Opinion: Out and Proud – a Plan for Recovery in West Hollywood

The greatest challenge facing our community is economic recovery.

We must find ways to rescue West Hollywood’s hospitality industry and maintain our identity as a vibrant cultural mecca or morph into a bedroom community with hotels turning into condominiums and residential dwellings. The once iconic sunset strip could forever dim and become like the Wilshire Corridor’s Condo Canyon.

Why are we allowing our rainbow crosswalks to fade away, and the Pride Parade to become a distant memory in the shadow of a $200 million behemoth indoor recreation center and shuttered West Hollywood Park?

The park and “indoor” recreation center will not save West Hollywood. It is more likely to become an economic albatross with significant new annual staffing and operating costs adding $5 million to $10 million per year according to staff reports.

While career politicians and political climbers might have been adequate stewards of a thriving pre-COVID economy, clearly, they do not have the skill set to rebuild our devastated one. Consider the recent, inept Council agenda item from John Heilman proposing that the “City work with the film industry to confirm best practices for filming at hotels” and asking “the city to work with the West Hollywood Travel + Tourism Board to create a “staycation” campaign.”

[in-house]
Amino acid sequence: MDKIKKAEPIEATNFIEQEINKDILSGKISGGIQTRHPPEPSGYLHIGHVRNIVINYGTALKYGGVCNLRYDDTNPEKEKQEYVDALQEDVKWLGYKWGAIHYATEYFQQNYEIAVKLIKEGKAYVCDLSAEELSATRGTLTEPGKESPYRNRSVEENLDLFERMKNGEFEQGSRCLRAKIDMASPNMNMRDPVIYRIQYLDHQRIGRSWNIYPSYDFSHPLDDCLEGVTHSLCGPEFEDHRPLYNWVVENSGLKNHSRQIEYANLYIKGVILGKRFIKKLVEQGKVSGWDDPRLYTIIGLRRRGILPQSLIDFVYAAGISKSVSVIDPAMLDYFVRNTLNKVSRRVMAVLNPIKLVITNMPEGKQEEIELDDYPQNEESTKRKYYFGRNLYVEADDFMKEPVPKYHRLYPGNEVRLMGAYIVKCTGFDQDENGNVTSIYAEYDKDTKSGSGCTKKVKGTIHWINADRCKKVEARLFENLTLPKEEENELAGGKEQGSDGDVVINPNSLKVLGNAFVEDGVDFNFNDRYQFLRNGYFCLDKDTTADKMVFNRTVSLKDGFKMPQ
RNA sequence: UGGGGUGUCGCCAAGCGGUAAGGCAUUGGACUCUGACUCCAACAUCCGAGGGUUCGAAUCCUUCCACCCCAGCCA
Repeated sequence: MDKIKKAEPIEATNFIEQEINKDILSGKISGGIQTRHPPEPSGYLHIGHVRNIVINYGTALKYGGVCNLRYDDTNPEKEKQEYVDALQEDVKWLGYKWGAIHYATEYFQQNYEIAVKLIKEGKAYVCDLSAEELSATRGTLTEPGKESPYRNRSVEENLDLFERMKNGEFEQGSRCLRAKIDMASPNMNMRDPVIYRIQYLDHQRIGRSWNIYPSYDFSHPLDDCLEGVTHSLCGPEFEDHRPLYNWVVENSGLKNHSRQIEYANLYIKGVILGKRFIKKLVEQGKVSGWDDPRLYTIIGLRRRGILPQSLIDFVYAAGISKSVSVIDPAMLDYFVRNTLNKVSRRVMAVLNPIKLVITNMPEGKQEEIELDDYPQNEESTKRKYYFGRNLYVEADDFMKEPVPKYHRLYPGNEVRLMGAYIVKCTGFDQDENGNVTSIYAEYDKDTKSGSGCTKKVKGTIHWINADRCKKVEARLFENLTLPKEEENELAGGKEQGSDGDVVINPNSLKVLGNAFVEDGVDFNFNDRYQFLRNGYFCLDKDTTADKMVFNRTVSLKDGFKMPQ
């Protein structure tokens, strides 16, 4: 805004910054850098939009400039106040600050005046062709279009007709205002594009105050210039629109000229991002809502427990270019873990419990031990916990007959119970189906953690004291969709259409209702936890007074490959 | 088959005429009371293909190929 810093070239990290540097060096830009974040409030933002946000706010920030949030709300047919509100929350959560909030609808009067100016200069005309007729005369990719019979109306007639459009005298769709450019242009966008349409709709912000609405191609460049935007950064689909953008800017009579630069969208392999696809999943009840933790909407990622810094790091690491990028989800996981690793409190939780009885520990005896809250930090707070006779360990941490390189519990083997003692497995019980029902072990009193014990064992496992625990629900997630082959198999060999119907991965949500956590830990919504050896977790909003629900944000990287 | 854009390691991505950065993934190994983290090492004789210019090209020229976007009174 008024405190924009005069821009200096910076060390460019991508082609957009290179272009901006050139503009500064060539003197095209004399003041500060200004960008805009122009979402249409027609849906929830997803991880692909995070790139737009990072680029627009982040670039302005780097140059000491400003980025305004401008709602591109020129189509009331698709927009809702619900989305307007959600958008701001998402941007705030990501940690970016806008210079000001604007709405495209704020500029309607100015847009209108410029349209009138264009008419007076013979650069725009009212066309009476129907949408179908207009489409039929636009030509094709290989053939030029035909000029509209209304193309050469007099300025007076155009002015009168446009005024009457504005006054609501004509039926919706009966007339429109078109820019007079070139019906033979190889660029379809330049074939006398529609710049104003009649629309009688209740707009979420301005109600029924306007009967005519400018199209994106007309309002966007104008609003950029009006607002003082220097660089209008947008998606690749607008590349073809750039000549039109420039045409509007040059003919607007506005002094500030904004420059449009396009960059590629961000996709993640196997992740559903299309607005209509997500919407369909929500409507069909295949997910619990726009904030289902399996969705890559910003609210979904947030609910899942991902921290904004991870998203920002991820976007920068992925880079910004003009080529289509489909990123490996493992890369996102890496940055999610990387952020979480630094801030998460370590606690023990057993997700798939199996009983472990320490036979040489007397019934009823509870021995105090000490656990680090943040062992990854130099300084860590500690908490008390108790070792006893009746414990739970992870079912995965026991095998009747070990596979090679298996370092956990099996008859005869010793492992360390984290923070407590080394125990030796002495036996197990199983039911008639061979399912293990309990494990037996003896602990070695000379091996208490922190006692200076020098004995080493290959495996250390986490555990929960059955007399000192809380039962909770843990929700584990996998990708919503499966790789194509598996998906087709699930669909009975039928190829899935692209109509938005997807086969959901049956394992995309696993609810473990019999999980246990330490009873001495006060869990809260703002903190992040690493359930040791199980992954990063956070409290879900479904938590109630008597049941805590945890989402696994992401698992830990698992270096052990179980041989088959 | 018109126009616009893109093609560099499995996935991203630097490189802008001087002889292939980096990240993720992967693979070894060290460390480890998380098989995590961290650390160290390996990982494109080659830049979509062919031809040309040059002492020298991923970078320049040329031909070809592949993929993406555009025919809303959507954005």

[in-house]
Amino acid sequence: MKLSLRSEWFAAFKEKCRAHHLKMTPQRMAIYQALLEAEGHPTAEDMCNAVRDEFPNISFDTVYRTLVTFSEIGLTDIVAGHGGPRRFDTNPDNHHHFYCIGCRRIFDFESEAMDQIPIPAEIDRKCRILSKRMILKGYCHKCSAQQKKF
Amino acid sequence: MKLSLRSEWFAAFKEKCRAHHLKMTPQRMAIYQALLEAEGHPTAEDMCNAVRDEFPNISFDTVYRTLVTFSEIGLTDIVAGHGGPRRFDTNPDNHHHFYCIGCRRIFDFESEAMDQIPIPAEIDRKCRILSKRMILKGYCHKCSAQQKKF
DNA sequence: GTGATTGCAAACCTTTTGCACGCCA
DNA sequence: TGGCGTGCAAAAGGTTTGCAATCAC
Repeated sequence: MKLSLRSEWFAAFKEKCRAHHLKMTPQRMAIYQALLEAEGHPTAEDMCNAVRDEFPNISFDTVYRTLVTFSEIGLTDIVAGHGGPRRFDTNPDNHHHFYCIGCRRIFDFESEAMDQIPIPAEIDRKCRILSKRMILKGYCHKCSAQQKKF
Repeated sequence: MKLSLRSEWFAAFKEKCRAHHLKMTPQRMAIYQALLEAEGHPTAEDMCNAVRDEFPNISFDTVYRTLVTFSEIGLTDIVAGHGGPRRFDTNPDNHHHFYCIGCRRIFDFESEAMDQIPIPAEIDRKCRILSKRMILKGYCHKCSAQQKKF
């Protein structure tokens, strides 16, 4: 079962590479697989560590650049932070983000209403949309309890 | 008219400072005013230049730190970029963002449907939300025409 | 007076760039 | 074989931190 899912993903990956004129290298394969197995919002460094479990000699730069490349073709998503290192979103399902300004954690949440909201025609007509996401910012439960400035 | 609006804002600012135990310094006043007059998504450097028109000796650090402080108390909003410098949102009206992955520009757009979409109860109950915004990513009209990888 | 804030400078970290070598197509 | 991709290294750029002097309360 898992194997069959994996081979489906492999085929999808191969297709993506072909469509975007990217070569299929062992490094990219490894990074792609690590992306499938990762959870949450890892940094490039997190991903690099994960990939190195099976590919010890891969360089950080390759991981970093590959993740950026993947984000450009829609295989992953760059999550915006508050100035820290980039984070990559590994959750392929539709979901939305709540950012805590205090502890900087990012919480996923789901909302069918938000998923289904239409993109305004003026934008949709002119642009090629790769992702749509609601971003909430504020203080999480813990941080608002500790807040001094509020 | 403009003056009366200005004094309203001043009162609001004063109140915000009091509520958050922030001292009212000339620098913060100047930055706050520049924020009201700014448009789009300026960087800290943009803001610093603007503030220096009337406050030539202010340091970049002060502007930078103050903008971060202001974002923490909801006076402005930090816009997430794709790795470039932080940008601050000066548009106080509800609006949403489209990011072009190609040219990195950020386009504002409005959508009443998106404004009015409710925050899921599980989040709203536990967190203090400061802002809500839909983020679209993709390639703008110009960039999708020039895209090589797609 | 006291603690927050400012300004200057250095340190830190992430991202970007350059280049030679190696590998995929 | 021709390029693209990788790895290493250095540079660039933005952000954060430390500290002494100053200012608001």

After nearly 40 years on City Council and insolated in his million-dollar perch atop La Cienega Boulevard, Mr. Heilman is so out of touch that he doesn’t realize there is no location filming during a pandemic or comprehend why anyone would want to take a staycation in a ghost town.

Great cities are born of dreamers and transformed by innovators and business leaders who invest time and money to attract customers. Politicians come and go, and some just don’t know when to quit, regardless of reputation or relevance.

Economic recovery is the most critical issue and the greatest challenge facing our community. The survival of West Hollywood, as we know it, depends on how we meet this challenge as we see the fallout from the loss of tourism. West Hollywood Travel + Tourism Board, the official marketing organization for the city, reported 3.59 million visitors had stopped in West Hollywood, spending $1.73 billion in the fiscal year 2017-2018, according to a study by Destination Analysts.

Nearly one-third of West Hollywood’s annual operating budget is funded by “TOT” Transit Occupancy Taxes from our hotels. Without this almost $40 million, our city faces the loss of funding for social and essential services.

“WEST HOLLYWOOD OUT AND PROUD” A PLAN FOR ECONOMIC RECOVERY

Pride takes the lead in our plan to “Bring Back West Hollywood” and bring visitors back to our hotels, restaurants, bars, clubs, and brick-and-mortar retail businesses.

  1. Official designation of Pride Square as a main tourist destination
  2. Formation of an emergency economic recovery task force
  3. Expansion of al fresco dining and open-air festival experiences

OFFICIAL DESIGNATION of PRIDE SQUARE